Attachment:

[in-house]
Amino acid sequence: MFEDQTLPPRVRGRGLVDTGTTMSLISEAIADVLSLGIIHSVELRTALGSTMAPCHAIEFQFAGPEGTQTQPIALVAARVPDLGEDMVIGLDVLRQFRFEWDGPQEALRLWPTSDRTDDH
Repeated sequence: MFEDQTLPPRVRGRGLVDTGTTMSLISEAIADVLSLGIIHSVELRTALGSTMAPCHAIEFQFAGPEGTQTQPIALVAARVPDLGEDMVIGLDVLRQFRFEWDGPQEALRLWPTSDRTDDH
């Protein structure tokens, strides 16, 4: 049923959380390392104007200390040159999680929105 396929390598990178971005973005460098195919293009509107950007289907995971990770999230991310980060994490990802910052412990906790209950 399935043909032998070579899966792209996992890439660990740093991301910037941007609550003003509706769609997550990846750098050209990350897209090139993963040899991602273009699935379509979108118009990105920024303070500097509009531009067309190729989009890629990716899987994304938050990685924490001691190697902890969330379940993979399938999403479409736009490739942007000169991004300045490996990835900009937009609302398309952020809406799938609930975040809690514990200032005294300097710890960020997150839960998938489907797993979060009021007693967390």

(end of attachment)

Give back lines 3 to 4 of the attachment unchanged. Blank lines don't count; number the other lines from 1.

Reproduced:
Repeated sequence: MFEDQTLPPRVRGRGLVDTGTTMSLISEAIADVLSLGIIHSVELRTALGSTMAPCHAIEFQFAGPEGTQTQPIALVAARVPDLGEDMVIGLDVLRQFRFEWDGPQEALRLWPTSDRTDDH
């Protein structure tokens, strides 16, 4: 049923959380390392104007200390040159999680929105 396929390598990178971005973005460098195919293009509107950007289907995971990770999230991310980060994490990802910052412990906790209950 399935043909032998070579899966792209996992890439660990740093991301910037941007609550003003509706769609997550990846750098050209990350897209090139993963040899991602273009699935379509979108118009990105920024303070500097509009531009067309190729989009890629990716899987994304938050990685924490001691190697902890969330379940993979399938999403479409736009490739942007000169991004300045490996990835900009937009609302398309952020809406799938609930975040809690514990200032005294300097710890960020997150839960998938489907797993979060009021007693967390």